import { UserService } from './user.service';

@Controller('/user')
export class UserController {
  //Typescript will save the instance to the current class context (this.userService) as private
  constructor(private readonly userService: UserService) {}
...

Then you can use the service class as any other class instance (But you don't need to initialize it or create the instance your self, everything is managed by Nest underneath the hood).

...
@Get('/name')
@HttpCode(201)
getUsername() {
  return this.userService.getUsers();
}

@Post('/register')
register(@Body() body: CreateUserDTO) {
  //Delegate the Saving task to UserSerive
  return this.userService.save(body);
}
...

Find more details about Providers and Services from Here.

Nest Middlewares

Middleware is a simple in-middle handler that takes a user request and does some checking or validation or even altering the request then passing it to the actually desired request handler.

Nest implements Middleware in a very clever way that takes the pain and agony of dealing and binding middleware on Express.

Let's say we want to log every request that we receive from the clients using a middleware, so create a new folder src/middlewares/ and name it requestLogger.middleware.ts.

import { Injectable, MiddlewareFunction, NestMiddleware } from '@nestjs/common';

//A Middleware is also an Injectable class 
@Injectable()
export class RequestLoggerMiddleware implements NestMiddleware {
  //you need to implement the resolve method which takes any kind of arguments and returns a func
  resolve(...args: any[]): MiddlewareFunction {
    //Return the actual middleware handler 
    return (req, res, next) => {
      console.log('Request: ', req.path);
      next();
    };
  }
}

The middleware class implements the NestMiddleware which tells it to implement and provide a resolve method with args, the resolve method can do some pre-processing but has to return a MiddlewareFunction which takes the standard request, response and next objects of Express.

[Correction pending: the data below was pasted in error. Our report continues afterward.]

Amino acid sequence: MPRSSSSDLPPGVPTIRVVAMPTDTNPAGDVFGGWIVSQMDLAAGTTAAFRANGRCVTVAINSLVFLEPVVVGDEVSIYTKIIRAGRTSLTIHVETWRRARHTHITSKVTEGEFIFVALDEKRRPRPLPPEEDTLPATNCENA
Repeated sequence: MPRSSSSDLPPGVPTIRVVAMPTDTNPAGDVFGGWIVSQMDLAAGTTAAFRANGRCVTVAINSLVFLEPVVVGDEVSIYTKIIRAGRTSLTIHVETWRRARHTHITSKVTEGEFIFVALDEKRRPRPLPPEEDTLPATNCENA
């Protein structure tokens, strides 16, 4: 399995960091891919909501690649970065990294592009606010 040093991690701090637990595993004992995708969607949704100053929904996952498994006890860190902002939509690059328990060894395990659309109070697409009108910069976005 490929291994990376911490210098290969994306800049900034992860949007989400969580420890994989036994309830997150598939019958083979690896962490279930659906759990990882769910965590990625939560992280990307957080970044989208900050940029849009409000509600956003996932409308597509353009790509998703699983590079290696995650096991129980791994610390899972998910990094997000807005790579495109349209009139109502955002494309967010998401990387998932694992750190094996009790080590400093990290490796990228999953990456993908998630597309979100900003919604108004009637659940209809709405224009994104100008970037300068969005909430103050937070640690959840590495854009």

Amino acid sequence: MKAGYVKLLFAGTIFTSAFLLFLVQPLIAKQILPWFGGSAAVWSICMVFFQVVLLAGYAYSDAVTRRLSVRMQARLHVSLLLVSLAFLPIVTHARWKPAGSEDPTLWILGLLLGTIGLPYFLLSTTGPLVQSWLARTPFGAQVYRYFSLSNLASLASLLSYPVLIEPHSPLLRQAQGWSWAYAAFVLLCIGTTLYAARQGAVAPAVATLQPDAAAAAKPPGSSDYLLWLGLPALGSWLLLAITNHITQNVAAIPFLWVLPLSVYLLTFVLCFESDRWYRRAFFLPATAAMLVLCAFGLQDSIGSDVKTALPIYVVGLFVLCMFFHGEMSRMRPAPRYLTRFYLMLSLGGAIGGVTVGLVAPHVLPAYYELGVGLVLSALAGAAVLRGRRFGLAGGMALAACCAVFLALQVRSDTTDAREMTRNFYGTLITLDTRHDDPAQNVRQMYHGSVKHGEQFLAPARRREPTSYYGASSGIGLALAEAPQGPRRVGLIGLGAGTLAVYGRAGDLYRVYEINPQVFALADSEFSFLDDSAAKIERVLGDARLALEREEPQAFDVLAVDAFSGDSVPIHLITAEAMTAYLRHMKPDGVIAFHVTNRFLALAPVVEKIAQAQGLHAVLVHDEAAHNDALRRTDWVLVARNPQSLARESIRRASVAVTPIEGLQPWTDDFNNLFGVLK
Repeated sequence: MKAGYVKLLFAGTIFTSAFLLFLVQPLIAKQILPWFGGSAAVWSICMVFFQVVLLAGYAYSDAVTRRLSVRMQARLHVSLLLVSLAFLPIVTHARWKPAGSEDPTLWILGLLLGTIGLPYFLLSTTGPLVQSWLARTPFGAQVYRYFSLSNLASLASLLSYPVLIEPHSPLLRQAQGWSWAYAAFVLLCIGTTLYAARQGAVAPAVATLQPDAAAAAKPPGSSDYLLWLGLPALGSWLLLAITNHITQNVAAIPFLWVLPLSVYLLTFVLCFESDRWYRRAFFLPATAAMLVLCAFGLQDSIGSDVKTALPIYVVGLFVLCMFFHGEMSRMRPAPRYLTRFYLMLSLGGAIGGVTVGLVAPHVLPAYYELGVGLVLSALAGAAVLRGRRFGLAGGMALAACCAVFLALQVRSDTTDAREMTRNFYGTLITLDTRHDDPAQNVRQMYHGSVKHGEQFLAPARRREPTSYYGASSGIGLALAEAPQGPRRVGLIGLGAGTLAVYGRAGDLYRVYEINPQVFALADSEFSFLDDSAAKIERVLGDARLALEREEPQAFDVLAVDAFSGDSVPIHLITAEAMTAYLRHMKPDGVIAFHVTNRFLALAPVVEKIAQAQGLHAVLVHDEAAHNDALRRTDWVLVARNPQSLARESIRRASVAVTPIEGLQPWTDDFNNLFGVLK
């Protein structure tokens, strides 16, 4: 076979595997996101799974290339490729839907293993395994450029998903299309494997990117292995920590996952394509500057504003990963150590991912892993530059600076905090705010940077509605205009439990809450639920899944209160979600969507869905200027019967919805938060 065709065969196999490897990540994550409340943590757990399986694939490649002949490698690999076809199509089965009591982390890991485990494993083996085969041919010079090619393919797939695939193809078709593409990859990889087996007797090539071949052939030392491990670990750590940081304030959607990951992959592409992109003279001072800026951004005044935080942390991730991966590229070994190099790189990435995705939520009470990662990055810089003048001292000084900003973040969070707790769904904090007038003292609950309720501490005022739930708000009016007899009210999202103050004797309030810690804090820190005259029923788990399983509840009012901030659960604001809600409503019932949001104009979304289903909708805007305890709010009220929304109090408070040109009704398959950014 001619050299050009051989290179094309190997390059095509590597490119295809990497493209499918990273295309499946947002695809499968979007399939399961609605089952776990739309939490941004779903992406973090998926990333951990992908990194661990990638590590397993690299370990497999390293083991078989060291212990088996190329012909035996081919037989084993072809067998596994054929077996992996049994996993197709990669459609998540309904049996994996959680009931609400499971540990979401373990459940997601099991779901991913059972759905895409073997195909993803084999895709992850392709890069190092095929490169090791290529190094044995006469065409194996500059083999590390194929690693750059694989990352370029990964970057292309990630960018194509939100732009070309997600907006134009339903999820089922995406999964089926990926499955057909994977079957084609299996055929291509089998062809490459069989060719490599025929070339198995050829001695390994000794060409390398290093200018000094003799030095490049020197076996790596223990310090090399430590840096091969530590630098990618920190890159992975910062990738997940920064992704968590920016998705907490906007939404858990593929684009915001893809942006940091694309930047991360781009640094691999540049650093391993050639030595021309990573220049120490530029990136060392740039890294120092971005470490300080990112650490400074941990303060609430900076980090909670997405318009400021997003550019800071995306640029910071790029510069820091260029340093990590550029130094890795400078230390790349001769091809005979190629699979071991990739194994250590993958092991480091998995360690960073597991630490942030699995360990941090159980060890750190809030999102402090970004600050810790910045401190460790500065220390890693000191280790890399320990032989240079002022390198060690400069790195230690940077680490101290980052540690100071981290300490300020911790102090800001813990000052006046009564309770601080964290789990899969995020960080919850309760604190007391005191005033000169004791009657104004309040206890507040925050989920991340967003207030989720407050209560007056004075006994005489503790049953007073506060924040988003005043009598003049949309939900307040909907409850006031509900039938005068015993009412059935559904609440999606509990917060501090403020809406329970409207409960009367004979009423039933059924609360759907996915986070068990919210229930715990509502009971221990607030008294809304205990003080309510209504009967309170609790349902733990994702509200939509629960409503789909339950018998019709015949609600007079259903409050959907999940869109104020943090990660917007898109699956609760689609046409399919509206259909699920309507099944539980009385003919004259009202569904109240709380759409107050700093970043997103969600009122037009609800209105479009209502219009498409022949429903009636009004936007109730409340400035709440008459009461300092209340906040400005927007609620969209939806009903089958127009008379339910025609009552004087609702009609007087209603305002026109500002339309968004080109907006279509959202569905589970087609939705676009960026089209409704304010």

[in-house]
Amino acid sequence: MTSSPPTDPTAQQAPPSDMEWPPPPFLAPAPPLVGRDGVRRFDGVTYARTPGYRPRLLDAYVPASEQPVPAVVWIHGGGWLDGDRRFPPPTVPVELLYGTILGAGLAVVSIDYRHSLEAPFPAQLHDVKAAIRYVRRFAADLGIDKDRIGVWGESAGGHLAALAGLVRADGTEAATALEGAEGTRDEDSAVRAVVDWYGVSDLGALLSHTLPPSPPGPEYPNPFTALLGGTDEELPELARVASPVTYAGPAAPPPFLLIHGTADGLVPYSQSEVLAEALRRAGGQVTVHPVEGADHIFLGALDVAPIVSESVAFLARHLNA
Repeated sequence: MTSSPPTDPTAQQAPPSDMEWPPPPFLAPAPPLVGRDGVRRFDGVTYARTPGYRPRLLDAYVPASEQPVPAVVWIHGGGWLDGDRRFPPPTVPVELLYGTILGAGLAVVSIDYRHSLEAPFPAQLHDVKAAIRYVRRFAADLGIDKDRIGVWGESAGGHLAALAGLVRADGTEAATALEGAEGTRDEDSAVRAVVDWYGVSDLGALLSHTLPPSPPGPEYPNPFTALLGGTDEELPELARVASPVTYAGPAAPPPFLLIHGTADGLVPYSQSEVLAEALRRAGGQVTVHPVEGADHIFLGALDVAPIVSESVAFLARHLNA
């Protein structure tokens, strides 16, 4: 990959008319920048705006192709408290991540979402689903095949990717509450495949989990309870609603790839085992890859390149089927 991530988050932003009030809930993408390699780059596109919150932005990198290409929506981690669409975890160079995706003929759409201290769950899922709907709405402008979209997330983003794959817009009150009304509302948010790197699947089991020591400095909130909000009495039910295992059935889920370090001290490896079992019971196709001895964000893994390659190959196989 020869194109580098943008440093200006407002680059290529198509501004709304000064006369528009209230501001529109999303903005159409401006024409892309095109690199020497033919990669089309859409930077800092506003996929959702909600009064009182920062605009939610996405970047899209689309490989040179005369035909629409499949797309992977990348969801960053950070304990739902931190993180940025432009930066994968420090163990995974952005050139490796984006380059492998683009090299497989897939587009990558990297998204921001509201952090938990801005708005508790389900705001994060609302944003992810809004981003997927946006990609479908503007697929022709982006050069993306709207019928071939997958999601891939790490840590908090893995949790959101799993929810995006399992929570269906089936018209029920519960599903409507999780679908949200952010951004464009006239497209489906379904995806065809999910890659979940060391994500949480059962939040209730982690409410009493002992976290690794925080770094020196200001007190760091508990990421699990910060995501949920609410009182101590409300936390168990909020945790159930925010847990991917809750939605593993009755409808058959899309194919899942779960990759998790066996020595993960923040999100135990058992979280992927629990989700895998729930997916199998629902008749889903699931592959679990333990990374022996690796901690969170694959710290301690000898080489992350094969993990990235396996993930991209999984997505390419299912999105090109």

Inside of the function, you can handle your request normally but don't forget to call next in order to move execution to the next handler.

Now we must to tell Nest when to run the middleware (Globally, Per Module or Per Controller) we will tell it to run the middleware when a controller receives a request (which means all methods that does belong to that controller).

So under the user.module.ts Inject the middleware.

import { Module, NestModule, MiddlewareConsumer } from '@nestjs/common';
import { UserController } from './user.controller';
import { UserService } from './user.service';
import { RequestLoggerMiddleware } from '../middlewares/requestLogger.middleware';

@Module({
  imports: [],
  controllers: [UserController],
  providers: [UserService],
})
//Impement the NestModule interface 
export class UserModule implements NestModule {
  //Impement the configure method for configuring all middleware that belongs to UserModule
  configure(consumer: MiddlewareConsumer) {
    //Apply RequestLoggerMiddleware or multiple middleware 
    //You can also apply it per route in forRoutes by providing route path string
    //But we provide it with the UserController to run on all Routes 
    consumer.apply(RequestLoggerMiddleware).forRoutes(UserController);
  }
}